Scars won’t heal soon for Root’s fragile England
The scars of being bowled out for 67 will haunt England no matter what they have to chase to save the Ashes at Headingley, according to Australian quick Josh Hazlewood.
After a day unlike any he could remember, Hazlewood also put a target on England captain Joe Root's back after dismissing him for a sixth time in Test cricket, as he was out for a second consecutive duck.
No-one in world cricket has dismissed Root more than Hazlewood whose stunning opening spell of 2-4 was the catalyst for England's greatest Ashes collapse in 71 years.
Hazlewood, was part of the Australian team bowled out for 60 at Trent Bridge in 2015.
He said low scores were hard to come back from in any match, but the negativity that comes with that sort of humiliation would be hard to shake.
Only three teams have chased down more than 300 to win at Headingley, including the West Indies getting 322 in 2017, and Australia, thanks to 174 from Sir Donald Bradman, chasing 404 in 1948.
But with a lead of 283 already, Hazlewood, who finished with his best Ashes figures of 5-30, said Australia would "keep the foot down" and continue to rattle England's frail mental state.
"We might be starting with a few scars there. I'm not sure ... 60's hard work to come back from during a Test," he said.
"I don't think many teams are winning if one of their innings is 60 or 70 runs, it makes it difficult.
"I think if we start well again next innings, they might think 'here we go again' so it's about creating that doubt in the mind, I think, through the way we've gone about it, is not letting the foot off, just keep going."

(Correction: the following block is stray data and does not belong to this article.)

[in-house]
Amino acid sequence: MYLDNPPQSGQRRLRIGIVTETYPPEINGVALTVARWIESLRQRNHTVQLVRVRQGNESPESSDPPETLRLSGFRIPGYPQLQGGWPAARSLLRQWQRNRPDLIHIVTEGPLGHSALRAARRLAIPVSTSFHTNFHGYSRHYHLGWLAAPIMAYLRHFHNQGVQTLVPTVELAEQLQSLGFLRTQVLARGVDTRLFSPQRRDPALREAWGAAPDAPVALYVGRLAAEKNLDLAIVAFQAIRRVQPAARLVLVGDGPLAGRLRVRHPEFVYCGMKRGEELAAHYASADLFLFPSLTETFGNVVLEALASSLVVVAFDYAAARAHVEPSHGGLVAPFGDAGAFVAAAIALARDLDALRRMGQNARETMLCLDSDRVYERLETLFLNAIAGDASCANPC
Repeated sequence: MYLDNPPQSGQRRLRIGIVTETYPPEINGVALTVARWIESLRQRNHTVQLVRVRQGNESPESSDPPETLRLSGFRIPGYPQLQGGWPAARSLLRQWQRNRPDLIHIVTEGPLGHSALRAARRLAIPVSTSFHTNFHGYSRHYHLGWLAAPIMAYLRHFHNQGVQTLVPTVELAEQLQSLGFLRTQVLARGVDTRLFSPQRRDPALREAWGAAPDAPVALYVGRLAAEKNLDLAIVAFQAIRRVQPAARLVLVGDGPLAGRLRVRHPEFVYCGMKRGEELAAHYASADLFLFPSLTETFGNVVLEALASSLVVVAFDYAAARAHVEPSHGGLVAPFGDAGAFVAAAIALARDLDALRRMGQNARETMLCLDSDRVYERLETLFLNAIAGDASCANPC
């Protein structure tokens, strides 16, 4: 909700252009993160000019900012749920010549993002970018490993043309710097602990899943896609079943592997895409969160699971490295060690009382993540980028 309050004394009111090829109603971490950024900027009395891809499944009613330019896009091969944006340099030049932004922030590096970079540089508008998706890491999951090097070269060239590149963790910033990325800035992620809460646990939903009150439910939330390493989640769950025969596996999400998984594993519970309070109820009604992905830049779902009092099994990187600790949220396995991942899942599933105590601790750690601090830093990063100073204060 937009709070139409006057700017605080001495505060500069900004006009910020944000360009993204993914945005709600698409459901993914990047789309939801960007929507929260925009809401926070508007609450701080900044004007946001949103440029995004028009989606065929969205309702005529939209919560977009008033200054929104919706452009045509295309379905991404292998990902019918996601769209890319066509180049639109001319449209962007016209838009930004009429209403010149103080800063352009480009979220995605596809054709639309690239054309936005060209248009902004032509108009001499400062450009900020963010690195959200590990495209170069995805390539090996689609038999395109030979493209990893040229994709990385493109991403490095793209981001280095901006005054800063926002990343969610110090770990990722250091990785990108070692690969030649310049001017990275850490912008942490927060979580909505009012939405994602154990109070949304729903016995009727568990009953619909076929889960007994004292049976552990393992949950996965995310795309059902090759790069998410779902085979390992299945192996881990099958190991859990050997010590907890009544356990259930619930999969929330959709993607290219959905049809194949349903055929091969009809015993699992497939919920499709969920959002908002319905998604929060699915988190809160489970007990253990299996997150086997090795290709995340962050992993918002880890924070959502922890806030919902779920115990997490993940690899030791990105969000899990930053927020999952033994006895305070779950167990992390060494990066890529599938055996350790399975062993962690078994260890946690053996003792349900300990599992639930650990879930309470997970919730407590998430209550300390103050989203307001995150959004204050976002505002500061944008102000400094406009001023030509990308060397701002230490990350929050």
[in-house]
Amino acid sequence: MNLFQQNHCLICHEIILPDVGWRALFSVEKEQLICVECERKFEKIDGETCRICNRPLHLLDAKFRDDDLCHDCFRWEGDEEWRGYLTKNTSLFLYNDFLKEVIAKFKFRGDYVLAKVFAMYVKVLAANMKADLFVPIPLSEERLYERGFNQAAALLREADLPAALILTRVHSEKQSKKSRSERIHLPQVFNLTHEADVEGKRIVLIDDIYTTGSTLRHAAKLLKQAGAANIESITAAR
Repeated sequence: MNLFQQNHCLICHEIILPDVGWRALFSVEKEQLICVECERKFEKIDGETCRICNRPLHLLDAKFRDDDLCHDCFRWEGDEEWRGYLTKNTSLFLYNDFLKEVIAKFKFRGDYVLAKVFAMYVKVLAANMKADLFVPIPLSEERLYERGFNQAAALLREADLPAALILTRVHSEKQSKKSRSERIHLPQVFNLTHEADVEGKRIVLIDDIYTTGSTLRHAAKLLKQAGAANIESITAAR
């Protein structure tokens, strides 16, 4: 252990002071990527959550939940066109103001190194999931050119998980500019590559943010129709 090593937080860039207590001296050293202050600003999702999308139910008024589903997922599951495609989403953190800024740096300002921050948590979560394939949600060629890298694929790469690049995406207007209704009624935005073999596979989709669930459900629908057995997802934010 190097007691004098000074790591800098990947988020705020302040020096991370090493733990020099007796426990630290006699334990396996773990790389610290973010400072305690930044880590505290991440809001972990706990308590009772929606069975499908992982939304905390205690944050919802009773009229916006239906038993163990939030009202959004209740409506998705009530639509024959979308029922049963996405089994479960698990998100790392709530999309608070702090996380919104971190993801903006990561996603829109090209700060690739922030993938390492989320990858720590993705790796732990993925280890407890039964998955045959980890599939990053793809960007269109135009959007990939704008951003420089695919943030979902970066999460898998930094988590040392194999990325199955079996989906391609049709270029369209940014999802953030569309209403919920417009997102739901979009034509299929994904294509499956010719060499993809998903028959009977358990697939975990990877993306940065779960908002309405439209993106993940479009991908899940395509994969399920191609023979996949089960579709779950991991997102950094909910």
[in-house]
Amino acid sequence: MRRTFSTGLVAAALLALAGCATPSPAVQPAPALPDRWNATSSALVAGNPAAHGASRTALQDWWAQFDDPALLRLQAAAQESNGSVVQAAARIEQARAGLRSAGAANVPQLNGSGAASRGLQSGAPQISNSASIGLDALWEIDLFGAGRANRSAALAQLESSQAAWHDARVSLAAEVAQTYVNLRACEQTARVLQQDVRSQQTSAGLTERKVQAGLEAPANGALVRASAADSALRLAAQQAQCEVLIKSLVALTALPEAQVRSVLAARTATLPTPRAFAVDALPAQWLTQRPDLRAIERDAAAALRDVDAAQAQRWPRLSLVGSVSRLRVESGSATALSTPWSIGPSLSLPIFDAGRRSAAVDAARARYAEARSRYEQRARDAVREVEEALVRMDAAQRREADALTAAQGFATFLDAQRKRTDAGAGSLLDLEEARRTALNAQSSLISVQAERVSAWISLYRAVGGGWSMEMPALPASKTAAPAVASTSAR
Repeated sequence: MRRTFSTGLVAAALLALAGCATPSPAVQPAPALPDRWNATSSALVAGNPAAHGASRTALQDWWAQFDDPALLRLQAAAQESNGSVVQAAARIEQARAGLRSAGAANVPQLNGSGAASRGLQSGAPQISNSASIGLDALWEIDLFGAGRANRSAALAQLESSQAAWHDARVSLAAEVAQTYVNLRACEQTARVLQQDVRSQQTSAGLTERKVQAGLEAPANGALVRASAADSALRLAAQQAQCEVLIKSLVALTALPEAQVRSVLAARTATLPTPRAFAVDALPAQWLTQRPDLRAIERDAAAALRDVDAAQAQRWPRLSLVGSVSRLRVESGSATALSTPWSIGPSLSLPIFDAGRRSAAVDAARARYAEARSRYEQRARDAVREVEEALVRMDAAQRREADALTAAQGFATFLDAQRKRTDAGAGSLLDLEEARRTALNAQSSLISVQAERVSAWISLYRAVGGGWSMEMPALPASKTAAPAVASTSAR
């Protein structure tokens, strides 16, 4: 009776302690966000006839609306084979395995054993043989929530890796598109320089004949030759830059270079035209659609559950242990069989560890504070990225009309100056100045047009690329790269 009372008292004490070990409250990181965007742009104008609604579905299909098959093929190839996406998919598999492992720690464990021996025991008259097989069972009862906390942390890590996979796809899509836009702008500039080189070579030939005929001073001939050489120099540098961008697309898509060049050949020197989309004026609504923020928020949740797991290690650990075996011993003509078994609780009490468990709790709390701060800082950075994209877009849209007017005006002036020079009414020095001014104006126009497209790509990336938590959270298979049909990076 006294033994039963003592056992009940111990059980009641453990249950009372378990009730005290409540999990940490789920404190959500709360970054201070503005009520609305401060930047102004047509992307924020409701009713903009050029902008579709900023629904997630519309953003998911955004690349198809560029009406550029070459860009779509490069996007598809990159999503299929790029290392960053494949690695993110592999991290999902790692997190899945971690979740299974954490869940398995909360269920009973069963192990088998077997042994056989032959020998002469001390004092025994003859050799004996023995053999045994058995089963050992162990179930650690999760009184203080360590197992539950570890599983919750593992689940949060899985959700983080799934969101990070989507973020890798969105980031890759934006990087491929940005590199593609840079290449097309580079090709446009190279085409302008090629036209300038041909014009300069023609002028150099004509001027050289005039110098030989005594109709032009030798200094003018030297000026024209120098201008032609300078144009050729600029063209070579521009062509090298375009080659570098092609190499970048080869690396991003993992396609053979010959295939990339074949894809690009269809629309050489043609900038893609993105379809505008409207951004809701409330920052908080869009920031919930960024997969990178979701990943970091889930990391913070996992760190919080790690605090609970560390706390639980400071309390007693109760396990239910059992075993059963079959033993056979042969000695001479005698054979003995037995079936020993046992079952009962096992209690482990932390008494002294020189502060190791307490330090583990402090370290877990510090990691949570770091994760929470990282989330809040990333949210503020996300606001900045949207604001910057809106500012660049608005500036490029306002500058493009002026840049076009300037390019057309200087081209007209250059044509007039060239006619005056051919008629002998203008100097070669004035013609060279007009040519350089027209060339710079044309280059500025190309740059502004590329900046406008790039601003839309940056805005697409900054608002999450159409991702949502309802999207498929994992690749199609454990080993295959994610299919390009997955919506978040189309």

Hazlewood has been all over Root since coming back in to the team for the Lord's Test, getting the England skipper for 14 in the first innings there, and zero, with a second ball peach, at Headingley.
The Aussies believe England is vulnerable when the captain goes, and after elevating himself to number three in their batting order, getting Root sooner rather than later is their number one goal.
"I certainly like him in there as early as possible. They follow him a little bit, he's the leader, he's the captain, he's got the best average, he's their best batsman going by numbers," Hazlewood said.
"So if we can get him I think they can be vulnerable at times, same as any other team if their best batter's out you feel a bit more relaxed about your business."
Hazlewood credited his form surge with a strong body, and the need to "stay on his toes" after years of being a Test certainty but now with the likes of Mitch Starc and Peter Siddle on the bench, and ready to perform whenever needed.
"Yeah I guess at times you might get a little bit comfortable, a little bit relaxed in there's no-one really knocking the door down," he said,
"I guess that can happen at certain times. But when they're right here training every day, putting pressure on you every day, it adds that extra element I think."